If you are over the age of 60, you are probably taking an aspirin a day on your doctor’s orders… and this misguided recommendation all comes down to the mainstream touting the over-inflated health benefits of taking an aspirin a day.
Over the years, the mainstream has been pushing this drug for many numerous health reasons: from being a cancer-fighter to preventing dementia.
However, as per usual the risks of popping one of these pills on a daily basis are not promoted with the same rigour. So just in case you are still following your doctor’s advice, here are just a few reasons why you should take caution:
- Age-related macular degeneration (AMD): Two very recent long-term population studies have shown a serious link between losing your vision and taking a daily aspirin… especially if you are doing this on a long-term-basis (5 years or more).
- Gastrointestinal bleeding: Now this is a well-known risk. And it is a very serious one too. In fact, the American Gastroenterological Association (AGA) estimates that adverse gastrointestinal events linked to long-term use of aspirin and other NSAIDs are responsible for well over 100,000 hospitalisations each year.
- Liver toxicity: A few years ago a study claimed that an aspirin a day could help prevent liver damage… Well, it turns out the exact opposite is true: long term high dosages of this drug can in fact cause liver damage… and the risk is much higher (even at low doses) if you already have a compromised liver.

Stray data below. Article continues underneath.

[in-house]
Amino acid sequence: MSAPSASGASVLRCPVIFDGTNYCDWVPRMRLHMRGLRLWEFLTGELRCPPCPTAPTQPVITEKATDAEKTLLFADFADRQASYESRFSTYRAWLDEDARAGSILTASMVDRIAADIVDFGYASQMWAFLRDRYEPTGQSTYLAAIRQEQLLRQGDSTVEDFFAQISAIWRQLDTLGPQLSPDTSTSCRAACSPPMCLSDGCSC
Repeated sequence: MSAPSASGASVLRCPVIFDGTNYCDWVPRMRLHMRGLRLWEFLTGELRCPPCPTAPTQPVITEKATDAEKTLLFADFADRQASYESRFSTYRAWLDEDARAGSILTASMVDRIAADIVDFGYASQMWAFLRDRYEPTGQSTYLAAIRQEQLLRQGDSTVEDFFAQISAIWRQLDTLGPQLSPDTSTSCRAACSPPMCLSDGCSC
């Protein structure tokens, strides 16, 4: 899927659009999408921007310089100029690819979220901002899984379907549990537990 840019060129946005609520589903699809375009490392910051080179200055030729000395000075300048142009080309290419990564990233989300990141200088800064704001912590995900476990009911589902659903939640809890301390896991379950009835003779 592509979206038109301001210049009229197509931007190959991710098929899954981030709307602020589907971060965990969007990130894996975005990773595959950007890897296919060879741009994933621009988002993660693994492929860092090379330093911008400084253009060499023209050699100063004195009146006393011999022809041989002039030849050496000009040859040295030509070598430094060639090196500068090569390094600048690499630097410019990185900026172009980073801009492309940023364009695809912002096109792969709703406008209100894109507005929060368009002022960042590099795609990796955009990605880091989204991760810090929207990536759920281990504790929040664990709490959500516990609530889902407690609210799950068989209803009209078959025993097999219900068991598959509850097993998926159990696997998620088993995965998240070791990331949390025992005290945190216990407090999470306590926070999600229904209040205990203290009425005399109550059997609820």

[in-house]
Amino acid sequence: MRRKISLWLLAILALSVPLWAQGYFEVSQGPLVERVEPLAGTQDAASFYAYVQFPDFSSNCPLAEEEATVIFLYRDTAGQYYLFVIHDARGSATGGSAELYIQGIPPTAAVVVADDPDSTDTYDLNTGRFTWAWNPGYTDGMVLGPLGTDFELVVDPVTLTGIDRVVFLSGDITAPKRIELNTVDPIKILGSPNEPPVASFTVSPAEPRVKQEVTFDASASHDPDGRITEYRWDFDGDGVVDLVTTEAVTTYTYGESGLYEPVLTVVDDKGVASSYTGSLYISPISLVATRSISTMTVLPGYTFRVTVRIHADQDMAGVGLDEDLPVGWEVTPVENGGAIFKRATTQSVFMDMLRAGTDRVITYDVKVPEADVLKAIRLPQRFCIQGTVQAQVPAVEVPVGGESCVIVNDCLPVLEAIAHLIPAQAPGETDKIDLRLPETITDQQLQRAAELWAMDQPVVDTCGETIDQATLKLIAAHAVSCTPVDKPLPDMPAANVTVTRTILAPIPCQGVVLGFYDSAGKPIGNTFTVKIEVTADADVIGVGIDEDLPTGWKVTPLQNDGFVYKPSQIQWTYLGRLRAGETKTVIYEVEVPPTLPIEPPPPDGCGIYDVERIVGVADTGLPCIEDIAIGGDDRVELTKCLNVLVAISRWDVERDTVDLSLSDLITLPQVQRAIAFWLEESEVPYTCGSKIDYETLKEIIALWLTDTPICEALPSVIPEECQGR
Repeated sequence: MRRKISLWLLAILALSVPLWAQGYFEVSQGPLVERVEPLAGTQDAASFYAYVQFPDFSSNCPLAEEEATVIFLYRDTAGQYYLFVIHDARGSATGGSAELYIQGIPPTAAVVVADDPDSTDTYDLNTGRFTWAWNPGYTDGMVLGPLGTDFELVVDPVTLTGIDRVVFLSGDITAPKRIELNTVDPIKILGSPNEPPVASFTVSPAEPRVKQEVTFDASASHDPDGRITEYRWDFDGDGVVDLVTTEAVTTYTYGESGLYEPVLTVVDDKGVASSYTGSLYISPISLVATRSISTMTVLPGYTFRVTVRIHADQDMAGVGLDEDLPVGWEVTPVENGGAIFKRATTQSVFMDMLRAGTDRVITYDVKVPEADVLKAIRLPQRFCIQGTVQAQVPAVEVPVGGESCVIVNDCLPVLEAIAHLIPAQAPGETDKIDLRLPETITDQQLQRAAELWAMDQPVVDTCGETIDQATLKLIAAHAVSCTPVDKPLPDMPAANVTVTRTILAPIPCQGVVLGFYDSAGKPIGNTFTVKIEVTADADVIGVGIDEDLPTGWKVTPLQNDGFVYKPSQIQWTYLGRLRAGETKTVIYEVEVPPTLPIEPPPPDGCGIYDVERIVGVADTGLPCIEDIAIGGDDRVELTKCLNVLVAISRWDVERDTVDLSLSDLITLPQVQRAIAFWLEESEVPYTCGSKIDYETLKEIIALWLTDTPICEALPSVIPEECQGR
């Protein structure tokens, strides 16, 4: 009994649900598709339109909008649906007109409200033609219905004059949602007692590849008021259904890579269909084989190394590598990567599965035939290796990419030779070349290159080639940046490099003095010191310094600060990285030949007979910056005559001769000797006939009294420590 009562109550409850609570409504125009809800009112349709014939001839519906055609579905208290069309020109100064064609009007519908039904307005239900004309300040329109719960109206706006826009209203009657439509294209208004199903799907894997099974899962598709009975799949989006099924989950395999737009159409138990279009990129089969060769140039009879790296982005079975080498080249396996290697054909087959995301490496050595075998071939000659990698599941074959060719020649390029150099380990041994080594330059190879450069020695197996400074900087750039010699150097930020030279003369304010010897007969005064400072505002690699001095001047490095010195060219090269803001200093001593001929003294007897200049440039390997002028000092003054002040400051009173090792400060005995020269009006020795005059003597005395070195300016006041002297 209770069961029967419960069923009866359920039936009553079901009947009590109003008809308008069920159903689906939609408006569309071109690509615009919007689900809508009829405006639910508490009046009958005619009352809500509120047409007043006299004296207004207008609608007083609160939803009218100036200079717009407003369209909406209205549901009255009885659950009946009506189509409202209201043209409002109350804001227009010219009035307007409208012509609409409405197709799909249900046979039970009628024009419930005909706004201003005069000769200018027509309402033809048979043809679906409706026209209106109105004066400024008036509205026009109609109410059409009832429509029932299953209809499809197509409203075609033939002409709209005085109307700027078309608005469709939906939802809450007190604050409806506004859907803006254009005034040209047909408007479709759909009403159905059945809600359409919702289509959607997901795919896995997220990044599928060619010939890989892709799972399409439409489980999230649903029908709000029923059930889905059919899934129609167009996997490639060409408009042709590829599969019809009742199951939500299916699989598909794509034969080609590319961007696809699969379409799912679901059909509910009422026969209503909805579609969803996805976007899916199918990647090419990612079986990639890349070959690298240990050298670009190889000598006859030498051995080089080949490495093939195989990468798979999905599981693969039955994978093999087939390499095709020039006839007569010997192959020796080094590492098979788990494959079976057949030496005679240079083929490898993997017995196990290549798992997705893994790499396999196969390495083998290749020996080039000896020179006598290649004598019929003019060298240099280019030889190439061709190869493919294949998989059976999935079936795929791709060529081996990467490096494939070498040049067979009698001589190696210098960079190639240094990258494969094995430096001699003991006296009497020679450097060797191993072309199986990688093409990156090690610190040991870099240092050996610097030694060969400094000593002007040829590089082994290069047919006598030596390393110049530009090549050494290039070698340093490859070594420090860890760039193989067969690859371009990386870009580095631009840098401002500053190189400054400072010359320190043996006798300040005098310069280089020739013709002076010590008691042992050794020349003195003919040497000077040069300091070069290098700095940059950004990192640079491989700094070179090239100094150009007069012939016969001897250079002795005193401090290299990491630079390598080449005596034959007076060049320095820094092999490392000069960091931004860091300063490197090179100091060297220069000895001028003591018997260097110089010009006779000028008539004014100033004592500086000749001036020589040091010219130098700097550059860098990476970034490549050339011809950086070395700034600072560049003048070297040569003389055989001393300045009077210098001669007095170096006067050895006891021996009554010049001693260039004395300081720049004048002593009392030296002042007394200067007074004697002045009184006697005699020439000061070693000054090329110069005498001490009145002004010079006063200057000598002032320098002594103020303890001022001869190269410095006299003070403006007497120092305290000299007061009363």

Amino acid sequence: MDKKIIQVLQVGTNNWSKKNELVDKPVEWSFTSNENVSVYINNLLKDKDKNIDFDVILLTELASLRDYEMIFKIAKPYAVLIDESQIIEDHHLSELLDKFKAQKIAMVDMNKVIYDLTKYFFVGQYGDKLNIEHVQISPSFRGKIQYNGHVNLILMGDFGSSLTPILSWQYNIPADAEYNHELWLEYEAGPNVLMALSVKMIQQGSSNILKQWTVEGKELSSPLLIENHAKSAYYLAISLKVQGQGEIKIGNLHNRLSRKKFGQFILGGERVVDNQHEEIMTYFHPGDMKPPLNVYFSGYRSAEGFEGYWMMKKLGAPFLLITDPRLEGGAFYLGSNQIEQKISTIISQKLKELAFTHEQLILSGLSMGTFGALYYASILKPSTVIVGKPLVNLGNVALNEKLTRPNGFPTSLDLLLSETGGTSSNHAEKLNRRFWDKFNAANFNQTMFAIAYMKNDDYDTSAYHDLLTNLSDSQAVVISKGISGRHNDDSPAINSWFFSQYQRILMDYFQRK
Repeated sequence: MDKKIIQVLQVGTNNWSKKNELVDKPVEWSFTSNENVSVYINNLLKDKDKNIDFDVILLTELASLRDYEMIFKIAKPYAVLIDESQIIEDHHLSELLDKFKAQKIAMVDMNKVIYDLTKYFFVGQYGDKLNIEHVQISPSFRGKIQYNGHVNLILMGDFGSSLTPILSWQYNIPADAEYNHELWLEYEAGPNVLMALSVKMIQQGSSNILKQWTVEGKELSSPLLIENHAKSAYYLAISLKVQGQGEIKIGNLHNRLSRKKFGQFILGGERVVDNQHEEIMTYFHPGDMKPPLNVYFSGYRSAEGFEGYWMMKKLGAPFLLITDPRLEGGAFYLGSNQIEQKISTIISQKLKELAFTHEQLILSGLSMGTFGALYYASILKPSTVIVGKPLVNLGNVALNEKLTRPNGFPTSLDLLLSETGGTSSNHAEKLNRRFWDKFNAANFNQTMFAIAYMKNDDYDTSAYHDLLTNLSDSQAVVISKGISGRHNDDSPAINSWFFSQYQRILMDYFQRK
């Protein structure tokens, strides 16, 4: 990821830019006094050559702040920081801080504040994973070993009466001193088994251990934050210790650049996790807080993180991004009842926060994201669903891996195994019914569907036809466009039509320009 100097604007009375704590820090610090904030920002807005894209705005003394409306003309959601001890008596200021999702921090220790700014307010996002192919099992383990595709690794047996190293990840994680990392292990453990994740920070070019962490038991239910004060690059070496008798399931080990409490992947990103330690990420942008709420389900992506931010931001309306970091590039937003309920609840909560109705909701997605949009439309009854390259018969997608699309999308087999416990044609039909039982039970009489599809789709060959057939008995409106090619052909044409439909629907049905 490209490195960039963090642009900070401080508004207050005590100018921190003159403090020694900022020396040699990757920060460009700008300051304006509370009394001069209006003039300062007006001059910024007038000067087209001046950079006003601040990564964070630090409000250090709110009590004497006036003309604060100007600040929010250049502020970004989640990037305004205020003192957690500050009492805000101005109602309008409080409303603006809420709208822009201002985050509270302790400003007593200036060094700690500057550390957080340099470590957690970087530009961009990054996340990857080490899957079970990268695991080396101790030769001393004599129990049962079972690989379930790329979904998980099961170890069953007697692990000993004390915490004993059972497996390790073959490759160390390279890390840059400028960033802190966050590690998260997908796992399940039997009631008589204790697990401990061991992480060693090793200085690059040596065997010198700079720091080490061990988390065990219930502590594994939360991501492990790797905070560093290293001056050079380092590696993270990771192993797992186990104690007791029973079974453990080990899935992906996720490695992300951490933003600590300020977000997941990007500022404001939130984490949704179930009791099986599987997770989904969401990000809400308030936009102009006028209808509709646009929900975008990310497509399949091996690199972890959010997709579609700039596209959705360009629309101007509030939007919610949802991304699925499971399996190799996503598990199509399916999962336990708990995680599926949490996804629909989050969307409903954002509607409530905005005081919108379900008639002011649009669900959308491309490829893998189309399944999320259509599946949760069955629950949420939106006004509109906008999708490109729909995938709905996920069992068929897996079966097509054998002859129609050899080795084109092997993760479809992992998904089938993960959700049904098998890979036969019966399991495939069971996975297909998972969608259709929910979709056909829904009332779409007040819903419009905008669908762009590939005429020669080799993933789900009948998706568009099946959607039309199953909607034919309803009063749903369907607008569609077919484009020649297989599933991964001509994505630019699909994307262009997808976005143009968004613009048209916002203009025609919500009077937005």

And taking an aspirin after a heavy night of drinking to prevent a hangover in the morning, is probably one of the worst things you can do to your liver.
- Compromised kidney function: A study, published in the journal Arthritis and Rheumatism, found a strong link between taking a low dose aspirin long-term and compromised kidney function in elderly patients.
- Atrial fibrillation: Danish researchers found that 60 days or more of taking non-steroidal anti-inflammatory drugs (NSAID) use, including aspirin, increased risk of atrial fibrillation (an irregular heartbeat) by 40 per cent.
So, the next time your doctor tells you to take a daily aspirin, ask him about the risks I mentioned above. Chances are that he probably won’t be too interested in what you have to say, but it’s worth a try.
If you are looking for a safer and healthier way to protect your heart other risk-free ways to help do that is by getting more magnesium from leafy greens and nuts.
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Disclaimer: Bear in mind the material contained in this article is provided for information purposes only. We are not addressing anyone’s personal situation. Please consult with your own physician before acting on any recommendations contained herein.
Klein BE, Howard KP, Gangnon RE, Dreyer JO, Lee KE, Klein R. “Long-term Use of Aspirin and Age-Related Macular Degeneration.” JAMA. 2012 Dec 19;308(23):2469-78
“Common Painkillers May Increase Risk of Irregular Heart Rhythm” MyHealthNewsDaily, 7/5/11, myhealthnewsdaily.com
The effect of mini-dose aspirin on renal function and uric acid handling in elderly patients, Arthritis Rheum. 2000 Jan;43(1):103-8
“Blinding Consequences of Aspirin” Whole Health Insider, 2/28/13, wholehealthinsider.com